Neo-classical Theory or Loanable Funds Theory:

An improved version of classical interest rate theory was provided by neo-classical economists like K. Wicksell, D. H. Robertson. This theory has come to be known as the loanable funds theory. This theory holds that the rate of interest—like any other price—is determined by the demand for and supply of loanable funds.

This theory further holds that the rate of interest is not determined alone either by real factors as assumed by the classicists or by monetary factors as assumed by Keynes. In fact, both real and monetary factors determine interest rate.

Now we consider sources of supply and demand for loanable funds:

1. Supply of Loanable Funds:

By loanable funds we mean money available for lending in financial markets.


There are three sources of supply of loanable funds:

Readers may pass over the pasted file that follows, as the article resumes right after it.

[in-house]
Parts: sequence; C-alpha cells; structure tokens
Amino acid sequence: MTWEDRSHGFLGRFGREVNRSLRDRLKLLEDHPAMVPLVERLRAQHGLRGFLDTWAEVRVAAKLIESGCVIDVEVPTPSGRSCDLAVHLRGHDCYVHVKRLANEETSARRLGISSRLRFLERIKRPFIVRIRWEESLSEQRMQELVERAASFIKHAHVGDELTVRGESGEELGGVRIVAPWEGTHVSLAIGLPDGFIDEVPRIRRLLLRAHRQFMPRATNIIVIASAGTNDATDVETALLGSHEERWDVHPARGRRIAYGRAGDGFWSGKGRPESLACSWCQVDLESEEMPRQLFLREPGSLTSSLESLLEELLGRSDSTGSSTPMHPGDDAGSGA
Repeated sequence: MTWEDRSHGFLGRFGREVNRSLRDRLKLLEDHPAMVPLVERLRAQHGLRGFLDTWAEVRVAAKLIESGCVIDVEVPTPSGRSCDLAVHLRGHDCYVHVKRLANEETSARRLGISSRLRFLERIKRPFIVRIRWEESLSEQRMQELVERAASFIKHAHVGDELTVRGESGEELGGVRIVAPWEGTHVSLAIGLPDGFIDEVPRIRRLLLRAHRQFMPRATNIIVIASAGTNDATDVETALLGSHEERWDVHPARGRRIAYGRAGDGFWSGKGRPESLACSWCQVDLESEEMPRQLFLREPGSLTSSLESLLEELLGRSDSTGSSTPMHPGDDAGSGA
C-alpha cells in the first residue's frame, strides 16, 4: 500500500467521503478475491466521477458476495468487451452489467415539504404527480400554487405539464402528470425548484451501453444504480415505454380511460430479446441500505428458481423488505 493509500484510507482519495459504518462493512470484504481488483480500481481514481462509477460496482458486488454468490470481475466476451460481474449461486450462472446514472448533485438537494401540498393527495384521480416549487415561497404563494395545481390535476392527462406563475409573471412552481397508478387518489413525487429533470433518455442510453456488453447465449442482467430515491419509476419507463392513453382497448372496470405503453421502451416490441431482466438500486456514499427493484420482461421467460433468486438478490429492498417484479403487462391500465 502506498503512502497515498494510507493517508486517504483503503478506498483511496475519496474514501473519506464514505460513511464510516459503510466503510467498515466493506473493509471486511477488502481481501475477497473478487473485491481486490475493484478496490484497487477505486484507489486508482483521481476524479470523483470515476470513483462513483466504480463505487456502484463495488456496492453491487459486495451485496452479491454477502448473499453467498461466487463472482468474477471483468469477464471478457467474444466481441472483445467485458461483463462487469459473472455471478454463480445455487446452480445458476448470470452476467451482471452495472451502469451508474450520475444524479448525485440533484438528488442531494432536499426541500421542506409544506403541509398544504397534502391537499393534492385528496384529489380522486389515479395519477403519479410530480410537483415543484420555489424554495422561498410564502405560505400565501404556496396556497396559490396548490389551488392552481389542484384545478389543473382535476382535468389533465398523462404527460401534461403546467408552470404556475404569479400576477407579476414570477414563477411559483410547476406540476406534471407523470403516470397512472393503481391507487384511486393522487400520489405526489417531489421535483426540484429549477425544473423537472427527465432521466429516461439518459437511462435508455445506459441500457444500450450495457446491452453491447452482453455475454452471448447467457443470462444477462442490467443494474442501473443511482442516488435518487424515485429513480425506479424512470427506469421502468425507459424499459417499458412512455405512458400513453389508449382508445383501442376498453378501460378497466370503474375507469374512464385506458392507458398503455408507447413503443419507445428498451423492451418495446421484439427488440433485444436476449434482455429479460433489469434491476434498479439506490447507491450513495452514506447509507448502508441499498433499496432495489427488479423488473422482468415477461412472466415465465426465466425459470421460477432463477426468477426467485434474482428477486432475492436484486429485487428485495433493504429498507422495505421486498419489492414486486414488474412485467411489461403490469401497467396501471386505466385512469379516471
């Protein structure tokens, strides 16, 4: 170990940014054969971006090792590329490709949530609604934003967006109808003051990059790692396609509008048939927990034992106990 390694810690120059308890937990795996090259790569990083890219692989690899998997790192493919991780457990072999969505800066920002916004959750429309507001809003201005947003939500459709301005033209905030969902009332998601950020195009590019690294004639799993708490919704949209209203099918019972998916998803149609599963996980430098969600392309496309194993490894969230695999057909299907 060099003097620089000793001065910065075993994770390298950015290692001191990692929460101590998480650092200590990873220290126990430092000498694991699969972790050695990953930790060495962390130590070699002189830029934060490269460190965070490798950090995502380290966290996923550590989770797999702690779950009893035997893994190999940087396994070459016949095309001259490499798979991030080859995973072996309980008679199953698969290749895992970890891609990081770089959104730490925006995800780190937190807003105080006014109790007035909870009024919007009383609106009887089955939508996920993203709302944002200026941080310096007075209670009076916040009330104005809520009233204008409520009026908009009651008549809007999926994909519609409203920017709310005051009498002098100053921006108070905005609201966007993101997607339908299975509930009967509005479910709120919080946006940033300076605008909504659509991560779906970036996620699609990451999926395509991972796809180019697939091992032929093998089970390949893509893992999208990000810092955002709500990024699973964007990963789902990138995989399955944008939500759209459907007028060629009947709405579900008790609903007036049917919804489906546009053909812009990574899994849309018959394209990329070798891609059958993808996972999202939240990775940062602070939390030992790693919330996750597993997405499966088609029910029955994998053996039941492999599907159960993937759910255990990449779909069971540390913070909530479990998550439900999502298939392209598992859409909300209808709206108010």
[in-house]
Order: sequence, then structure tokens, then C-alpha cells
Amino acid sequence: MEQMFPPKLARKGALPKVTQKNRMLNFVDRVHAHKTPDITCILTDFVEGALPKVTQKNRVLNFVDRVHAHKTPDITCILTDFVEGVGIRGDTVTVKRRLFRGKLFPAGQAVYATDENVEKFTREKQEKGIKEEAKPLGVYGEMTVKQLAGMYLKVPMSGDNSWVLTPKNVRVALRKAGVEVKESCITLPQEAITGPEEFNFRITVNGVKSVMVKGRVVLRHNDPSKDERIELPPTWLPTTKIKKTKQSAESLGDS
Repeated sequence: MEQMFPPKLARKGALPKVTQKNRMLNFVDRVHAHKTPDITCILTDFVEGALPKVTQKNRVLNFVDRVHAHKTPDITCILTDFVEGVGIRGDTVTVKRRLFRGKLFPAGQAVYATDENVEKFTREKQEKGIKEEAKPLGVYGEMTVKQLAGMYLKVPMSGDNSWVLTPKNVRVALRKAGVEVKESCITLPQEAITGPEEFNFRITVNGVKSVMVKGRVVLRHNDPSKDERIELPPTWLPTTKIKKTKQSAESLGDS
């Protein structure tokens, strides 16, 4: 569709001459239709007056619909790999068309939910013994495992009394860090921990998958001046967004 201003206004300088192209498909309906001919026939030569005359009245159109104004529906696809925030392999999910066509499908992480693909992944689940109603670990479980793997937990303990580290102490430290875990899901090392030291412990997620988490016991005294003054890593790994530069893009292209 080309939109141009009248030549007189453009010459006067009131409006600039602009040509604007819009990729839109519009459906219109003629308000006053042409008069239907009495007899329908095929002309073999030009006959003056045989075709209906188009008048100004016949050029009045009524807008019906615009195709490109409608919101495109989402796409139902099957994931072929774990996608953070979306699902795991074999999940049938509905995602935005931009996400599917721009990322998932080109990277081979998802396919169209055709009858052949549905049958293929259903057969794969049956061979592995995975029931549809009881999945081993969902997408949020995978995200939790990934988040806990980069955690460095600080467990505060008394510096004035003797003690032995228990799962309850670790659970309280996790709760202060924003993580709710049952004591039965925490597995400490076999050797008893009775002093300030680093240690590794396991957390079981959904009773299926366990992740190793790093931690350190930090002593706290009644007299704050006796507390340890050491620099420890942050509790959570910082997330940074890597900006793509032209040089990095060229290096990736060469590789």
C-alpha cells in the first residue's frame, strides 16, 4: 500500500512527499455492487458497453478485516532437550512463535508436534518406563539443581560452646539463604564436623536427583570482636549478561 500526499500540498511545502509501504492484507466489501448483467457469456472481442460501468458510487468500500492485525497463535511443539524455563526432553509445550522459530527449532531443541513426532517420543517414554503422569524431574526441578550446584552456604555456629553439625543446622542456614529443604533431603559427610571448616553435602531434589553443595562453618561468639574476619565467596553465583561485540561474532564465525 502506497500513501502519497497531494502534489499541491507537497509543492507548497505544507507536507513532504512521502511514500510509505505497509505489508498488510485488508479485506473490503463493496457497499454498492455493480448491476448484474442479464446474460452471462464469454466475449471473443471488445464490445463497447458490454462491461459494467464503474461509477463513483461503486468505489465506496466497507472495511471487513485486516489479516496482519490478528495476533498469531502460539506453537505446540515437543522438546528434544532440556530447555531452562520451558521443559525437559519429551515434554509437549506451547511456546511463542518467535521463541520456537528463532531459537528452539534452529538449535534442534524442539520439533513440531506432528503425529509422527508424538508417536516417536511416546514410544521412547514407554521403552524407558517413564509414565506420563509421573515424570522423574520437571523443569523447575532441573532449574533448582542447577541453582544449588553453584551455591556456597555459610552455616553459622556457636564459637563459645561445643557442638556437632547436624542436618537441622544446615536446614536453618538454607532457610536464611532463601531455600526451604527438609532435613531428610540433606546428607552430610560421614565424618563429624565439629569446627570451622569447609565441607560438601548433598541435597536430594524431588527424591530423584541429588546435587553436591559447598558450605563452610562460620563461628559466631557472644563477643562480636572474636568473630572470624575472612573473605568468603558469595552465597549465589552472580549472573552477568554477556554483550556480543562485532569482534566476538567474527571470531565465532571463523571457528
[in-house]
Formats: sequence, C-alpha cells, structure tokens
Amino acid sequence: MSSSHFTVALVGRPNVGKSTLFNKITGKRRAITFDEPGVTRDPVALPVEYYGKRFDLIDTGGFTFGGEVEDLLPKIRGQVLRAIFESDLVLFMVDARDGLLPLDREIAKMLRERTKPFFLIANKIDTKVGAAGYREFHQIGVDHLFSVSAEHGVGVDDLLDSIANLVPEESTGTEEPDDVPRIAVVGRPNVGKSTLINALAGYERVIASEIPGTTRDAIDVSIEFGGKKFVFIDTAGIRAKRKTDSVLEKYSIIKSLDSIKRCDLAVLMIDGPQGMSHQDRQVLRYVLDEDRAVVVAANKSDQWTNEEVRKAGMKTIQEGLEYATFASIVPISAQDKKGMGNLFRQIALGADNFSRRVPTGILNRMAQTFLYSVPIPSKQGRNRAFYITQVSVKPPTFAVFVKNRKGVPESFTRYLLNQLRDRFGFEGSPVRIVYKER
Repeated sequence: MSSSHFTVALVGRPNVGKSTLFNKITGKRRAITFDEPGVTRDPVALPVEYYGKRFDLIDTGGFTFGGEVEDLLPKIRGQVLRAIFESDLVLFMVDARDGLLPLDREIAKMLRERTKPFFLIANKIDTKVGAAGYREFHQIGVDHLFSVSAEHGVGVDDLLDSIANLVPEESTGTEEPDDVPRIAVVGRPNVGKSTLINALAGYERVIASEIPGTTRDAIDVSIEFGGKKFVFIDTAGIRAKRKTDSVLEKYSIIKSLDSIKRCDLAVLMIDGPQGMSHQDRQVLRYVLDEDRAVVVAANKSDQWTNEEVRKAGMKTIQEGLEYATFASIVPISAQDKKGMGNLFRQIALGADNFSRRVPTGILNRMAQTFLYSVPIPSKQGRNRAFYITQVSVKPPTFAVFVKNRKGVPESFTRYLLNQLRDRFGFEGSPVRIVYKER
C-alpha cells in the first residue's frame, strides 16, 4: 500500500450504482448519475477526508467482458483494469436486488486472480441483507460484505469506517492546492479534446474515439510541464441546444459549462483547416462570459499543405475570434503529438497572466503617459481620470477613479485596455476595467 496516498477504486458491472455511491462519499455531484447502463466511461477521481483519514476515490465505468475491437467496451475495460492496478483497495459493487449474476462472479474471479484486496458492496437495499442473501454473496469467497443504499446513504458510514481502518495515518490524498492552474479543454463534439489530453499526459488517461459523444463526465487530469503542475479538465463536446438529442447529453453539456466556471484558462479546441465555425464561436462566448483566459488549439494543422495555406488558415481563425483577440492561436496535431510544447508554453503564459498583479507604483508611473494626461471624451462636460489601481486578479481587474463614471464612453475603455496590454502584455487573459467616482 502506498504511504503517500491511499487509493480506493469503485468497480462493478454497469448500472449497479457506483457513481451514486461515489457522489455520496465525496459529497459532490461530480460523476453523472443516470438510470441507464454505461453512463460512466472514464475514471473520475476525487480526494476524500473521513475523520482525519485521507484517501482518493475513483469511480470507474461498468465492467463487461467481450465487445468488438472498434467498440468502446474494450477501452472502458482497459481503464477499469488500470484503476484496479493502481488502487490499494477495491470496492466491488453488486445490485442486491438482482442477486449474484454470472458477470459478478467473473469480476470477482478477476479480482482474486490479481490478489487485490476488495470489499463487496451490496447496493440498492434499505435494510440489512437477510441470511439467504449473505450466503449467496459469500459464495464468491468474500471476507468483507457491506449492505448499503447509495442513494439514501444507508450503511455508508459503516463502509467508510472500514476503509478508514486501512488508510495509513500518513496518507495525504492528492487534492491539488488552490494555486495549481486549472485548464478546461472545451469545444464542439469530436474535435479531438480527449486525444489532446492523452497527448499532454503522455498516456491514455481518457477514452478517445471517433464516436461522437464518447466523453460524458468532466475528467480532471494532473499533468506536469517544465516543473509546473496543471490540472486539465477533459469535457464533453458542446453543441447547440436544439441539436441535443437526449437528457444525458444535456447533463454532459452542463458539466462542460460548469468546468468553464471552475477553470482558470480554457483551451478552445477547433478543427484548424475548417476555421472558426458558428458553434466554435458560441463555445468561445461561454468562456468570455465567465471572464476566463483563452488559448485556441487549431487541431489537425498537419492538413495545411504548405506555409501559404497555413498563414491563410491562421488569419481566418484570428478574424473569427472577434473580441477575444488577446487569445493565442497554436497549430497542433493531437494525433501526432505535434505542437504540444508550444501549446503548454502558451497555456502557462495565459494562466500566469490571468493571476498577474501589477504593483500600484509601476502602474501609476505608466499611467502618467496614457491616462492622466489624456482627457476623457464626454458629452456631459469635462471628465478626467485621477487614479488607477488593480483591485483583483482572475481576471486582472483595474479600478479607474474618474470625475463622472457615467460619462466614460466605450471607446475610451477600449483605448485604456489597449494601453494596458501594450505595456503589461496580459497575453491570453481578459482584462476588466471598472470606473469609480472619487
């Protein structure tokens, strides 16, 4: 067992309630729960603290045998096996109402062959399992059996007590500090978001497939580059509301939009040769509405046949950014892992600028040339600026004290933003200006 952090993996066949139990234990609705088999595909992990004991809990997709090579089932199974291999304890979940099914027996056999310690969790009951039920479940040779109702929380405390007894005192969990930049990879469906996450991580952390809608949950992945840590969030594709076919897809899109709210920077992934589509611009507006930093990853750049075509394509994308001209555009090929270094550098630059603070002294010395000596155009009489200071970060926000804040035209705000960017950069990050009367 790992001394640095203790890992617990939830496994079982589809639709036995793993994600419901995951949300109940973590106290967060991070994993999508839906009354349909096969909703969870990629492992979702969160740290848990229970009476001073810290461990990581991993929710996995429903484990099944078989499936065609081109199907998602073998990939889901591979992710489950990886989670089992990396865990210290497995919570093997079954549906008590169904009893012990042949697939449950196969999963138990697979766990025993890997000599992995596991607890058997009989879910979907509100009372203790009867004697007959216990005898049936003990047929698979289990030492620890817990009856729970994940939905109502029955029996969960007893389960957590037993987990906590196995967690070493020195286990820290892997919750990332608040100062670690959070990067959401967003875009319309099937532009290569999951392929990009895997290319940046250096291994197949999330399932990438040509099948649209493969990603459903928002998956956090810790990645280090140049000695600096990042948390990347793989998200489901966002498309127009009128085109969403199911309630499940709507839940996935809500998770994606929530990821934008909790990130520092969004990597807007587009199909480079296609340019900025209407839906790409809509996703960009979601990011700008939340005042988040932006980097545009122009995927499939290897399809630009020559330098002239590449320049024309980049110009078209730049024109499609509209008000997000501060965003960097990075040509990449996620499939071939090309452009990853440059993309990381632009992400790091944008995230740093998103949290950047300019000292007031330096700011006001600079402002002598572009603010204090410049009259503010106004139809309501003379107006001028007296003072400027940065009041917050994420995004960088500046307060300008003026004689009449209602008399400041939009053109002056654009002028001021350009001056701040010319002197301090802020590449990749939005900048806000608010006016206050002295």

(a) Savings

(b) Dishoarding of money from past savings

(c) Bank created money


(a) Savings:

Households and firms supply loanable funds in the capital market out of their savings. Savings are the surplus over consumption. This theory assumes that, given the level of income, savings vary directly with the rate of interest. In Fig. 6.19, savings have been represented by the ‘S’ curve which is interest-elastic.

Neo-Classical Theory


(b) Dishoarding from Past Savings:

In­dividuals hoard cash from their previ­ous incomes. If now these hoarded wealth are dishoarded, idle money (i.e., hoarded money) now becomes active money and, therefore, the supply of loanable funds rises. If more interest is given, people will be induced to dishoard their wealth in order to earn more in­terest income. The curve ‘DH’ represents this element of loanable funds.

(c) Bank Money:

Commercial banks provide money in the economy. Banks advance loans to the public by creating credit. Obviously, more money will be injected into the economy if banks earn more interest income. At a low rate of interest, the willingness to lend money by the banking system declines. The supply curve of money has been represented by the ‘∆M’ curve;

By lateral summation of all these sources of loanable funds, we obtain total supply of loanable funds in the financial markets: